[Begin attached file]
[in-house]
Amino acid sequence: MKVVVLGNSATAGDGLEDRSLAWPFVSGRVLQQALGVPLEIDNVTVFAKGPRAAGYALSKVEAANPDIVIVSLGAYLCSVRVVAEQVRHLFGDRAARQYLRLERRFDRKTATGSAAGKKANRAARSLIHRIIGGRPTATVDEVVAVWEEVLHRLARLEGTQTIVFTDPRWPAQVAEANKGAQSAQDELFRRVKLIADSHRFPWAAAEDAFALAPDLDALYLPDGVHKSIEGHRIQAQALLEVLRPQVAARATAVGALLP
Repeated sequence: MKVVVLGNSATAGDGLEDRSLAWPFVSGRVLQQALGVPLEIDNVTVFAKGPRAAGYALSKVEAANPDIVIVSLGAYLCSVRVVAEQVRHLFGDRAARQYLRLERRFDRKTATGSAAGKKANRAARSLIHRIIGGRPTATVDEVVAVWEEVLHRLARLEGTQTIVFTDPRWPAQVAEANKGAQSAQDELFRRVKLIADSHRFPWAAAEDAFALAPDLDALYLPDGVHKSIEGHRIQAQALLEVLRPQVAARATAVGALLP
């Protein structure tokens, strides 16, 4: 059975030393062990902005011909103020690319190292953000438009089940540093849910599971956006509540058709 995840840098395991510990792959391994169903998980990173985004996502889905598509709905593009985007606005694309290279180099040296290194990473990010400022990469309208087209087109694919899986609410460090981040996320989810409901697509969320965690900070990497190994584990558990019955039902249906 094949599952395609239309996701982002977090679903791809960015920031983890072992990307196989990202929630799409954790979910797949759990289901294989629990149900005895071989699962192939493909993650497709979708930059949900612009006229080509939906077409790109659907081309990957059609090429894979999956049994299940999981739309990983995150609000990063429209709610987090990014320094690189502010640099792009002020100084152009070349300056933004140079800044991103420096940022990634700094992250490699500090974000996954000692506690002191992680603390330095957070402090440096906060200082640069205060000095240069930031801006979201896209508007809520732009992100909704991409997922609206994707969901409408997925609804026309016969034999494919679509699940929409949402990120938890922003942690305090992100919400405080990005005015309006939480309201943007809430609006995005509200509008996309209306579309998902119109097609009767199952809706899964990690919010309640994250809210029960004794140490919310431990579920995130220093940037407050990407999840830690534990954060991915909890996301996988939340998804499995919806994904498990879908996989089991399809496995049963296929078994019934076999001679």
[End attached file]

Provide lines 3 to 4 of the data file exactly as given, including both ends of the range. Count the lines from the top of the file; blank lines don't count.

Repeated sequence: MKVVVLGNSATAGDGLEDRSLAWPFVSGRVLQQALGVPLEIDNVTVFAKGPRAAGYALSKVEAANPDIVIVSLGAYLCSVRVVAEQVRHLFGDRAARQYLRLERRFDRKTATGSAAGKKANRAARSLIHRIIGGRPTATVDEVVAVWEEVLHRLARLEGTQTIVFTDPRWPAQVAEANKGAQSAQDELFRRVKLIADSHRFPWAAAEDAFALAPDLDALYLPDGVHKSIEGHRIQAQALLEVLRPQVAARATAVGALLP
């Protein structure tokens, strides 16, 4: 059975030393062990902005011909103020690319190292953000438009089940540093849910599971956006509540058709 995840840098395991510990792959391994169903998980990173985004996502889905598509709905593009985007606005694309290279180099040296290194990473990010400022990469309208087209087109694919899986609410460090981040996320989810409901697509969320965690900070990497190994584990558990019955039902249906 094949599952395609239309996701982002977090679903791809960015920031983890072992990307196989990202929630799409954790979910797949759990289901294989629990149900005895071989699962192939493909993650497709979708930059949900612009006229080509939906077409790109659907081309990957059609090429894979999956049994299940999981739309990983995150609000990063429209709610987090990014320094690189502010640099792009002020100084152009070349300056933004140079800044991103420096940022990634700094992250490699500090974000996954000692506690002191992680603390330095957070402090440096906060200082640069205060000095240069930031801006979201896209508007809520732009992100909704991409997922609206994707969901409408997925609804026309016969034999494919679509699940929409949402990120938890922003942690305090992100919400405080990005005015309006939480309201943007809430609006995005509200509008996309209306579309998902119109097609009767199952809706899964990690919010309640994250809210029960004794140490919310431990579920995130220093940037407050990407999840830690534990954060991915909890996301996988939340998804499995919806994904498990879908996989089991399809496995049963296929078994019934076999001679």